U of M wrestlers visit 8 y.o. wrestler grappling with burns

Tyler Schultz’ wrestling teammates in South Dakota are pulling for his speedy recovery – but a little extra “muscle” can’t hurt!

On Monday, Jumeetingne 15, four members of the University of Minnesota’s Golden Gopher Wrestling Team stopped by to meet Tyler and offer encouragement as he receives treatment for 3rd degree burns in Hennepin County Medical Center’s (HCMC) Burn Center.

Sam Brancale, Josh Shupe, Zane Zeman and Nate Thomas brought Tyler a poster signed by the entire team and visited with the young wrestler and his parents. The event was covered by WCCO 4 News sports reporter Dave McCoy and aired Tuesday, June 16.

Tyler and Gopher Group
Sam Brancale, Josh Shupe, Zane Zeman, Tyler Schultz, Nate Thomas
Angie Whitley and Tyler
Angie Whitley and Tyler

“He’s such a strong kid and he’s made remarkable progress,” explains Angie Whitley, RN, one of the many nurses Tyler has won over during his 45-day stay at HCMC. “Having these wrestlers take time out of their busy schedules to stop by and visit Tyler is so very much appreciated – and I think they enjoyed it, too! Encouragement and hope is a vital part of the healing process for patients recovering from burns.”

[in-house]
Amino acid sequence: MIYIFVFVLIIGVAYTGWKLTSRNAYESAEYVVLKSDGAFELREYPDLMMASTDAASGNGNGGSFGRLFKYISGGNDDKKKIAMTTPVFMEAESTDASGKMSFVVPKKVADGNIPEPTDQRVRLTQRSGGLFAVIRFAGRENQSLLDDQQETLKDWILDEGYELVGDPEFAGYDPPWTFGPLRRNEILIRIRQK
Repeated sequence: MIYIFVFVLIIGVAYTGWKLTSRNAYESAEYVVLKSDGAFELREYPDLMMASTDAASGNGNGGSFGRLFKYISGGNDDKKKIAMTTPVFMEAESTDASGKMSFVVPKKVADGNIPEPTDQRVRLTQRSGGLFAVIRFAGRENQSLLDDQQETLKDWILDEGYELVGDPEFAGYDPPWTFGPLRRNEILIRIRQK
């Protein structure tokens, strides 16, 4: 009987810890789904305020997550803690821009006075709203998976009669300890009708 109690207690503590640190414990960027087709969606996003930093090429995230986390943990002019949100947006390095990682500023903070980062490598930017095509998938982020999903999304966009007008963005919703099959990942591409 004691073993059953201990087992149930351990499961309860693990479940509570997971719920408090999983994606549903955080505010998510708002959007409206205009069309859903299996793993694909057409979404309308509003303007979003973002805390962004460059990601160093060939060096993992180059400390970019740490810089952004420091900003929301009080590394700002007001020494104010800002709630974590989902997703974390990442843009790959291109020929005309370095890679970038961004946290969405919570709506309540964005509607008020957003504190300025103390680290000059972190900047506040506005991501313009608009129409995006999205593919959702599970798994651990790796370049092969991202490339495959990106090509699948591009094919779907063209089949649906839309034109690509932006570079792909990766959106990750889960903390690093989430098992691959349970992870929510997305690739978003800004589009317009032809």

In a few weeks, Tyler (who wrestles at 50 pounds) heads back to his hometown near Aberdeen, SD soon where he’ll continue therapy on an outpatient basis.

Eden Prairie’s Sam Brancale (junior) wrestles at 125 and 133 lbs. Josh Shupe (senior) from Marshfield, WI, wrestles at 141 lbs. Nate Thomas (sophomore) is from Mantorville, MN and wrestles at 133 lbs. Zane Zeman (junior) is from Avon, Ohio and wrestles at 157 lbs.
(Left to right) Nate Thomas (sophomore) is from Mantorville, MN and wrestles at 133 lbs. Josh Shupe (senior) from Marshfield, WI, wrestles at 141 lbs. Eden Prairie’s Sam Brancale (junior) wrestles at 125 and 133 lbs. Zane Zeman (junior) is from Avon, Ohio and wrestles at 157 lbs.

Nobody plans to get frostbite

In an “average” year, HCMC’s Burn Center cares for about 25 patients with frostbite requiring hospitalization. In 2014, more than 200 patients were admitted for care.

Dr. Ryan Fey
Dr. Ryan Fey

“It was one of the coldest winters in the past 30 years, so it’s no surprise that we saw an increase in frostbite injuries,” explains burn surgeon and critical care specialist Dr. Ryan Fey. “Obviously, the key is to avoid exposure to extreme cold temperatures. That means staying indoors when it’s cold, and if you have to be outdoors for any length of time, making sure you dress appropriately to stay warm – even if it’s just a run to the mailbox or from your house to your car.” Continue reading “Nobody plans to get frostbite”